Step 7: Educate yourself.
It is important for everyone to realize that financial management is a debt solution. Regardless of how you plan on getting out of debt, this is an important aspect in your debt relief program. You need to learn how to manage your finances. That is how you will learn to use a budget, save and make smarter choices about your money. Fortunately, there are many websites that will help educate you about your personal finances. Specifically, you can go to MilitarySource.mil for specific help about your military debt.
Here is a video from the Bank of America that has tips to help you pay off your debt.
4 options to get military financial aid
It may be a scary situation to watch your military debt grow. But your fear will do nothing to help you. It is important to start acting on it now to prevent it from further harming your personal finances. There are debt relief options that will help you with your financial struggles. Not only that, the government have put into place various programs and laws that will help military families deal with their respective debts. Here are 4 of them that can help you out.
Servicemembers Civil Relief Act. Also referred to as the SCRA, it aims to help families deal with military debt. This is mostly in effect for those who are on active duty. The provisions include an extension for lease contracts, cancellation or termination of any auto rentals and limits the interest that will be collected from them.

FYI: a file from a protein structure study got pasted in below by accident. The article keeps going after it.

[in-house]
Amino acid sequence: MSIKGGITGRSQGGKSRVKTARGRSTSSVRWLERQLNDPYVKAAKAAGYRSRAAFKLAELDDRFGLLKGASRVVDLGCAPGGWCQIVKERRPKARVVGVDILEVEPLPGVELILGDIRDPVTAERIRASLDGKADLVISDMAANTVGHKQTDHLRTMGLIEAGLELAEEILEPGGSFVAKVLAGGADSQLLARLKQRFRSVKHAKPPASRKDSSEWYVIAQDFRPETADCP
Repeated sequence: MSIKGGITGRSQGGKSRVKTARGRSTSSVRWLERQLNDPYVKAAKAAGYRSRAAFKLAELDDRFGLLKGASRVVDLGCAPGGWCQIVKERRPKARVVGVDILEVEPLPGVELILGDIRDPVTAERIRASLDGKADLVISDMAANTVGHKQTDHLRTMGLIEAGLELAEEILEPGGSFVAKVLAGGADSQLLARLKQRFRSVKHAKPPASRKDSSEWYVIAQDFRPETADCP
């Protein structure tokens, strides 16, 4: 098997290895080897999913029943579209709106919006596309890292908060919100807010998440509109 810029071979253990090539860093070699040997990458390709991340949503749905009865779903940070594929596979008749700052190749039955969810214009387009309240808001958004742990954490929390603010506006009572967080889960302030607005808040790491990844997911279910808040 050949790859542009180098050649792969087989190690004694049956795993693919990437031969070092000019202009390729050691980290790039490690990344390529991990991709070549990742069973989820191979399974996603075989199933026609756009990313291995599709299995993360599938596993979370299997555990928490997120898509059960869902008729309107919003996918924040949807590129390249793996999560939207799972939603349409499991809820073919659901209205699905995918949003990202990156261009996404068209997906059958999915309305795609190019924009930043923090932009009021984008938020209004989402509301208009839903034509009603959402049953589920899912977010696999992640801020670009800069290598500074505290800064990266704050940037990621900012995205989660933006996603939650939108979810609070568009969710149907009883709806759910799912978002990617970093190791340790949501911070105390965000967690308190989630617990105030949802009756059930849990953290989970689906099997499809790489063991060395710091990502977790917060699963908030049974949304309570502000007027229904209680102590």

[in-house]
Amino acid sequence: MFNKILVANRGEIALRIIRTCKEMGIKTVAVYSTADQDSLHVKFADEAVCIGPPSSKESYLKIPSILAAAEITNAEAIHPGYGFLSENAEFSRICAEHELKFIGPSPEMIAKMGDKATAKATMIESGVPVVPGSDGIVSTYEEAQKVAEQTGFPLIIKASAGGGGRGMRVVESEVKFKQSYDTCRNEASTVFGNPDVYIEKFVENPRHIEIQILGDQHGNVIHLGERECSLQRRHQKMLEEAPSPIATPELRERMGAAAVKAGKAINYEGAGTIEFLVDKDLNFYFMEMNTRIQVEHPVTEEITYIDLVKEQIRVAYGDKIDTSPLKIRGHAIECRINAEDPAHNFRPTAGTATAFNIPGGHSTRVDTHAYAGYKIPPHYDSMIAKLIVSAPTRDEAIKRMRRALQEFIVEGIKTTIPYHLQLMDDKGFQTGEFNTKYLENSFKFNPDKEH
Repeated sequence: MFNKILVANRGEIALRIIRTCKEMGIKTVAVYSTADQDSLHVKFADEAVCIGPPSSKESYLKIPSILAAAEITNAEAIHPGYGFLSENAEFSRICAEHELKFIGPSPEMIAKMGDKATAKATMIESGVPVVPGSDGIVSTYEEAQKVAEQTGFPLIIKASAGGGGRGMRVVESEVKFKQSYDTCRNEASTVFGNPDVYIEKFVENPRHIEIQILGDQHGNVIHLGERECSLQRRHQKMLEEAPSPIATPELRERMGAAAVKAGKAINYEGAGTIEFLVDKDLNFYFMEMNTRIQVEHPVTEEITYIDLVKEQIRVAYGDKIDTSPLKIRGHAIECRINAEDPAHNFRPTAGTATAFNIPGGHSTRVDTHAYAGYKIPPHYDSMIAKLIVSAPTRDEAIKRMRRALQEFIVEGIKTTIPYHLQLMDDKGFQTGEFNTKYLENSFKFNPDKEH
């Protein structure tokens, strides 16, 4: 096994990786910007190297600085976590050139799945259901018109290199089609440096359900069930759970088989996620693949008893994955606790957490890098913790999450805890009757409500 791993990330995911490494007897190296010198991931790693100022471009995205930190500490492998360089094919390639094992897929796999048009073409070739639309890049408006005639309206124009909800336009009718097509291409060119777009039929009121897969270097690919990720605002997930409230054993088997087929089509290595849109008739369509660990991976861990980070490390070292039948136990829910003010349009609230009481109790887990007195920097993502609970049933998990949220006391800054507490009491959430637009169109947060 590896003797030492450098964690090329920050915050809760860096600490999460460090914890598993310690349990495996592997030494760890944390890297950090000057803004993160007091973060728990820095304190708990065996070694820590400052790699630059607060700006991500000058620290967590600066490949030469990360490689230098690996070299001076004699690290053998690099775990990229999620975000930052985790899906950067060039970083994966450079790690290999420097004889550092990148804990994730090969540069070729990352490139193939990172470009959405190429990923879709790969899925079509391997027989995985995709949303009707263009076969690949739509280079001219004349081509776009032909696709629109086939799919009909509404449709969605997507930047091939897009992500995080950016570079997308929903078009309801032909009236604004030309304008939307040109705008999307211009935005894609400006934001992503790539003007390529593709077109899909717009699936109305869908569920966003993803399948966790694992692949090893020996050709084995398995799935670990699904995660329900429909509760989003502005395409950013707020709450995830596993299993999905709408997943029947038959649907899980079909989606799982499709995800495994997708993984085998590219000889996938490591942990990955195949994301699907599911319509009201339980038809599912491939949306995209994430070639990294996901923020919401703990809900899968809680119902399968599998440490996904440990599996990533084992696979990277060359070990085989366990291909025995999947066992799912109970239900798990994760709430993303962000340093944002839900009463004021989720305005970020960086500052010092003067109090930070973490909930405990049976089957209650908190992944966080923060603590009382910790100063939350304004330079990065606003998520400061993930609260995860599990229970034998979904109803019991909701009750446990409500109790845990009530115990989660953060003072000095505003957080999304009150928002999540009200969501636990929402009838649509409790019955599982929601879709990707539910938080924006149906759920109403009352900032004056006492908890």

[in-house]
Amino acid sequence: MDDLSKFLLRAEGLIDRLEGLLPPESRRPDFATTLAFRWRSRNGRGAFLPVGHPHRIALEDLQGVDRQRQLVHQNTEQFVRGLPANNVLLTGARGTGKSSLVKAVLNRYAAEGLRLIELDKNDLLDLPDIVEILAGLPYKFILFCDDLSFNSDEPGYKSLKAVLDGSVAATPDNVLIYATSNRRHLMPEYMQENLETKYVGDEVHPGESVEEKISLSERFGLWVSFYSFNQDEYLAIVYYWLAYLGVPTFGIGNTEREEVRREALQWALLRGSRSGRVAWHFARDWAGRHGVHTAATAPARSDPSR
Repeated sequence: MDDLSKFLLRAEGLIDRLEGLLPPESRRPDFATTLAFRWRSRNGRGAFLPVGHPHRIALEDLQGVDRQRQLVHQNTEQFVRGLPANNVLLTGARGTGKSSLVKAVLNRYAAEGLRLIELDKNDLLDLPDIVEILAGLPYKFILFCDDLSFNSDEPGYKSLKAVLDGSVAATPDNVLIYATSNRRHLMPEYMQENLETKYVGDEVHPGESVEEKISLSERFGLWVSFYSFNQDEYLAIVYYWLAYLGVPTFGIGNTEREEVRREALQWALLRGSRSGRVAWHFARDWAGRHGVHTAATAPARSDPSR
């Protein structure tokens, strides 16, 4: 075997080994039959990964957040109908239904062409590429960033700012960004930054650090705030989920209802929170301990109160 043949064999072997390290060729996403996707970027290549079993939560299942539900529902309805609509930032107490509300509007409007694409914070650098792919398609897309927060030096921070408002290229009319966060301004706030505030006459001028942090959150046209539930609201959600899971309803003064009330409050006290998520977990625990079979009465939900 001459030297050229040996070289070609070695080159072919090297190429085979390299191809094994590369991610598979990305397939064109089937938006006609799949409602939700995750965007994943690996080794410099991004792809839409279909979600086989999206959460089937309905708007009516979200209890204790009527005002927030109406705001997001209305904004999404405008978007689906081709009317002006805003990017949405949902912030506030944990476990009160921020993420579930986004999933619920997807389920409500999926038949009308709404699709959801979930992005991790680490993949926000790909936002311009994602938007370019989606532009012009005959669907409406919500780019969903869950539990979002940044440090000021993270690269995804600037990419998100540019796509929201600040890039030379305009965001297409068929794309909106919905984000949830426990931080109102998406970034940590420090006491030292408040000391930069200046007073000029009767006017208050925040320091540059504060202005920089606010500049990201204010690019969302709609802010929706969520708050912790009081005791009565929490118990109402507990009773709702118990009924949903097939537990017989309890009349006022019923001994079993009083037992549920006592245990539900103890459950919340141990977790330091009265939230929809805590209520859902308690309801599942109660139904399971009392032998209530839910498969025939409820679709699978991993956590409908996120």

Joint Federal Travel Regulations. This is intended for military personnel whose landlords are about to face foreclosure. They are provided with cash allowances that will help with their military travels and transfers associated with the foreclosure of their landlord.
Military Lending Act. The next program is initiated by the Department of Defense to limit the interest and fees that are being imposed on military servicemen. These are imposed on payday loans, tax refund anticipation loans and vehicle title loans. The regulation limits its at 36% only.
Homeowner’s Assistance Program. This is to help military families who are having problems with their homes. This will provide them with financial aid in case they have to sell their homes at a loss - or even if they are unable to sell it. This is extended to both active and former members of the military to aid them in any military debt that is related to their home. Not only that, civilian employees of the Department of Defense, and the surviving spouses are covered by this.
You can say that these are among the perks of being part of a military family. But still, you should know that it still boils down to financial management. Make sure that you understand how to manage your money well so you can avoid the unnecessary burden of military debt.